Little do they know
These eskimo-birds that pepper the snow
Outside my sliding door,
I wait for them to come every year.
The hardy tiny ones that dig at the snow
With their delicate feet,
Have nothing to fear from me.
Each morning before they appear on my deck
I throw seed on the snow that has fallen
While we all slept.
I’ve built them a place to buffet the blow
Of those winds that rise up from the deeps of the snow
To ruffle their tail feathers.
I keep them sheltered and fed,
Hoping that each day they’ll come back
And get me through the long days of snow ahead.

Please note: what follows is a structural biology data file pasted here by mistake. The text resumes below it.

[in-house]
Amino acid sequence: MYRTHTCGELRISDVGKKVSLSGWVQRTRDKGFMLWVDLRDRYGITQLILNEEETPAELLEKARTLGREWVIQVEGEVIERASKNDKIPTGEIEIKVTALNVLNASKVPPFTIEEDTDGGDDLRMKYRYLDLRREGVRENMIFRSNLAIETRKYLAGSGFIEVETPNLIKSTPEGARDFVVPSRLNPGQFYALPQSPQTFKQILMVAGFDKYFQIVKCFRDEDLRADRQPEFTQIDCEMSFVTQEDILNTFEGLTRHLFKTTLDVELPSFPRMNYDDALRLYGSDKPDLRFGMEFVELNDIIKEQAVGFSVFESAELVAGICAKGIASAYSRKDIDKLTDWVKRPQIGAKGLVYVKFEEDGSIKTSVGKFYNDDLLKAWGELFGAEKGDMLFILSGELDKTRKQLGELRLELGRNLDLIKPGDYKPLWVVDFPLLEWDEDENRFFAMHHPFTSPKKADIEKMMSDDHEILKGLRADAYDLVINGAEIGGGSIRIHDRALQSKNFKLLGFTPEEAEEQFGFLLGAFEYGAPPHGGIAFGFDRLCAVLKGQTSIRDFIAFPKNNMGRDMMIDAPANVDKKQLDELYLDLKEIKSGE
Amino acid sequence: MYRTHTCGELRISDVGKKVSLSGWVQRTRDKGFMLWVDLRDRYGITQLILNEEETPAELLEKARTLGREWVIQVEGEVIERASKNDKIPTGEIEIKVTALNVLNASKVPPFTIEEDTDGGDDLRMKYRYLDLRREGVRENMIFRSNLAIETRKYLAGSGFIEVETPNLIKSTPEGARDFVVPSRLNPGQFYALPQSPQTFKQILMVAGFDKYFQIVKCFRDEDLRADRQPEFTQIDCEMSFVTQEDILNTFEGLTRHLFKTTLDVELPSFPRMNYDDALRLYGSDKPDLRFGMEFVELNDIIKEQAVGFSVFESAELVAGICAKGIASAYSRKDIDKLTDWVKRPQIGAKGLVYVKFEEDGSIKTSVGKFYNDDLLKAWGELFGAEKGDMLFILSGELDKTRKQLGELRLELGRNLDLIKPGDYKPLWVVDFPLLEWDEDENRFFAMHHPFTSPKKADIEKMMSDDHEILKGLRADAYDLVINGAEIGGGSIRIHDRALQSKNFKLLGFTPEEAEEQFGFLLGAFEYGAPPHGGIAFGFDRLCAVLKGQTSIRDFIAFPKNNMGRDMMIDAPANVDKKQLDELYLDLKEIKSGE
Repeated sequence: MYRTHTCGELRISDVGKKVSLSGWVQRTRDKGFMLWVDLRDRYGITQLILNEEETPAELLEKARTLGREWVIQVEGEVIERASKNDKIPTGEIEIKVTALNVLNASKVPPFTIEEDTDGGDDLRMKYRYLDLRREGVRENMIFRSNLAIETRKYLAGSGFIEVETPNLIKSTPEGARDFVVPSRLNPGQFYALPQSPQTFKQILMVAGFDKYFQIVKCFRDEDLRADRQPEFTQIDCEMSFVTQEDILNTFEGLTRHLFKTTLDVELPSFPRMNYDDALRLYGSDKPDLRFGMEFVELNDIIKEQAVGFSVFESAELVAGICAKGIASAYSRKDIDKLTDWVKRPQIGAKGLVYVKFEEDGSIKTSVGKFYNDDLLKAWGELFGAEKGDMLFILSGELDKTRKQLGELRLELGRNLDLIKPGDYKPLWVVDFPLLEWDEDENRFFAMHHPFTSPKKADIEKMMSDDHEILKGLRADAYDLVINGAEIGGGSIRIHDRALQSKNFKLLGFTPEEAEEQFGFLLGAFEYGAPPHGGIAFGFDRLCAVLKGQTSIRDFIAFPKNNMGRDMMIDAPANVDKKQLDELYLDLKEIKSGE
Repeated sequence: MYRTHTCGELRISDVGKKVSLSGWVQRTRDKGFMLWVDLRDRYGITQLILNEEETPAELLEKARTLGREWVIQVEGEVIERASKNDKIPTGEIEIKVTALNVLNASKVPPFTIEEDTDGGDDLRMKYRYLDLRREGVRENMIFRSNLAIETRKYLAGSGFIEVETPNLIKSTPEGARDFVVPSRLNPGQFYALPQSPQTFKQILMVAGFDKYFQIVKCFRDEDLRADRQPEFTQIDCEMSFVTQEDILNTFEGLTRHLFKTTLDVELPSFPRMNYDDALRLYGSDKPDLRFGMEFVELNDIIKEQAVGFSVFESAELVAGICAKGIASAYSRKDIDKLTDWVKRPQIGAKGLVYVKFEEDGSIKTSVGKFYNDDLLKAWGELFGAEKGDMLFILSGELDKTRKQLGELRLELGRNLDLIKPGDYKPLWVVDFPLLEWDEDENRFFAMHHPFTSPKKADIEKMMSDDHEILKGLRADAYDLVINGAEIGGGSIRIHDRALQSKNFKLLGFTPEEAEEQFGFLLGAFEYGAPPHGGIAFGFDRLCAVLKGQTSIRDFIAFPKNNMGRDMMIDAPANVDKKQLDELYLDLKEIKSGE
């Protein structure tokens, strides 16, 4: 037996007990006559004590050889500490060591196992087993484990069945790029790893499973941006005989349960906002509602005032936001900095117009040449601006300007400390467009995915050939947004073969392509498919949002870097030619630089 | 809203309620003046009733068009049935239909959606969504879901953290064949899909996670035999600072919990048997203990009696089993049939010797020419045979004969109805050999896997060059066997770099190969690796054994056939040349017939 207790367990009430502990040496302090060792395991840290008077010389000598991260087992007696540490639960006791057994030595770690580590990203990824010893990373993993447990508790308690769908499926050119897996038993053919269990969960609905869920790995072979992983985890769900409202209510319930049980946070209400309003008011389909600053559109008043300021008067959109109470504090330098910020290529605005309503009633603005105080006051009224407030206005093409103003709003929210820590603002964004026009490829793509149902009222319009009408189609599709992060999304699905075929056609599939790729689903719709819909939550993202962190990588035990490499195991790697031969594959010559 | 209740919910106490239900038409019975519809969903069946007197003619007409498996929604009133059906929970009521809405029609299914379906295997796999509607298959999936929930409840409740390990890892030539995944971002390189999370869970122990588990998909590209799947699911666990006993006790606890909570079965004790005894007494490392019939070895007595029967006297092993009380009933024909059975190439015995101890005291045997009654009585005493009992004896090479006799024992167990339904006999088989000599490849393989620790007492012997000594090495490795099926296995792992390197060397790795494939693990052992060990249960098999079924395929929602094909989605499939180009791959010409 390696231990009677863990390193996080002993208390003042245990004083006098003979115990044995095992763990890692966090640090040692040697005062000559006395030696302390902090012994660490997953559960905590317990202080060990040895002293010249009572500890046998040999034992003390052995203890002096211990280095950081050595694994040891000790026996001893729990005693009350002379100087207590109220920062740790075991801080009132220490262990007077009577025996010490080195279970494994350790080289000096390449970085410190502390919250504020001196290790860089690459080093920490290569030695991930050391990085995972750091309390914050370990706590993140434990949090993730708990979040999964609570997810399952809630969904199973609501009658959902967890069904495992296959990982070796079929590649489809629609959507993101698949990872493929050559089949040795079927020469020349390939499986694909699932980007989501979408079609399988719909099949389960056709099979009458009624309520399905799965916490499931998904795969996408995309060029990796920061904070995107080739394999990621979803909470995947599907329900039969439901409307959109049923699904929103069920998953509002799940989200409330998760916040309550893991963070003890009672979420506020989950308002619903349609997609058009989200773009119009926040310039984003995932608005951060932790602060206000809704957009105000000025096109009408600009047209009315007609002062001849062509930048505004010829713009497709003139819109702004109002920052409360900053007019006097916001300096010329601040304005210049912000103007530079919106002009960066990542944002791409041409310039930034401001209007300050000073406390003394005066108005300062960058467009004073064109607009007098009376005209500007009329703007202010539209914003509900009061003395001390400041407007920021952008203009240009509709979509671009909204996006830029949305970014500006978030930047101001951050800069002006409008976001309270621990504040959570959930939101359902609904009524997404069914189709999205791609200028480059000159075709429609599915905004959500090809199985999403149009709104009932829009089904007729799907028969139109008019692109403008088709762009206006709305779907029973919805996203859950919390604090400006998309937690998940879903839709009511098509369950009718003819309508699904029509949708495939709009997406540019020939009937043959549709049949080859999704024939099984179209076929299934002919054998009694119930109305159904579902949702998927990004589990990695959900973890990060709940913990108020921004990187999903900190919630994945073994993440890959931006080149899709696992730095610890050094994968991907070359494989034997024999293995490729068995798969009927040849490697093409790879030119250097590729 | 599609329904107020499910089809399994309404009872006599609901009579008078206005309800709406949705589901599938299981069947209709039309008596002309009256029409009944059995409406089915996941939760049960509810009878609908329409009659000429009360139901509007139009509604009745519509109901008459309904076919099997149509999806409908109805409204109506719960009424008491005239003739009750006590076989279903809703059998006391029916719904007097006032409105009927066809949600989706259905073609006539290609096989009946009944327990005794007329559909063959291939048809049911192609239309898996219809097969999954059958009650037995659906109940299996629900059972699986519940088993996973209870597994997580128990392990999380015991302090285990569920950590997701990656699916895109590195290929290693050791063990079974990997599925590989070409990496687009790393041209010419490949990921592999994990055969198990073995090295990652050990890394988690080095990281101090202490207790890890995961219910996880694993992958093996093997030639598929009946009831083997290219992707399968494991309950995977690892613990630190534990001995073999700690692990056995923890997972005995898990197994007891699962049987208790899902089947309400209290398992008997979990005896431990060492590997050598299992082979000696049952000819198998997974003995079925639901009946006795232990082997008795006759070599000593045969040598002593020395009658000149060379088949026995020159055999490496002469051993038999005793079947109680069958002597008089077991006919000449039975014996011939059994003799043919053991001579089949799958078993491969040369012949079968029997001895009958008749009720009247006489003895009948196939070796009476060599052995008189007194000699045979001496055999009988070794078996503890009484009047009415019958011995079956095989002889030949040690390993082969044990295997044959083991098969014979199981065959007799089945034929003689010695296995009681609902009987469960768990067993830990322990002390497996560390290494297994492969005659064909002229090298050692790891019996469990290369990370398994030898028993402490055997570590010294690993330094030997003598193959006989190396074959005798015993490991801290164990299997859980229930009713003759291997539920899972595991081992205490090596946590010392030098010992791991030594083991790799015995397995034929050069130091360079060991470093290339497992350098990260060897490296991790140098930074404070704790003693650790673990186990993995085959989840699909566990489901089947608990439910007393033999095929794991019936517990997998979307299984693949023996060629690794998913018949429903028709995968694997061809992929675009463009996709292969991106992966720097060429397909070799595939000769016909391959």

Kathleen Mortensen © 2016
Give me your tired, your poor,
Your huddled masses…these, the homeless, tempest-tossed…
(Emma Lazarus, NYC, 1883)
Photo by Kat
Photo borrowed from Flickr
Imagine all the leaves on trees
Are persons waving in the breeze
Of Spring and Summer–soon to Fall;
They live in harmony with all.
Through sun and rain they float on air,
Extend to others, kindness–care,
Opening themselves, to shelter wings
Without complaint or any strings.
Come Autumn and our dear ones drop;
The wild-eyed winds each stripling, strop;
Then we step up to rake them in–
Souls of the Dead, removed from sin,
And toss them on their funeral pyre,
To watch their flames dance ever higher;
Float up to Heaven’s Gate, unbarred,
And rightly claim their just reward.
Kathleen Mortensen © 2008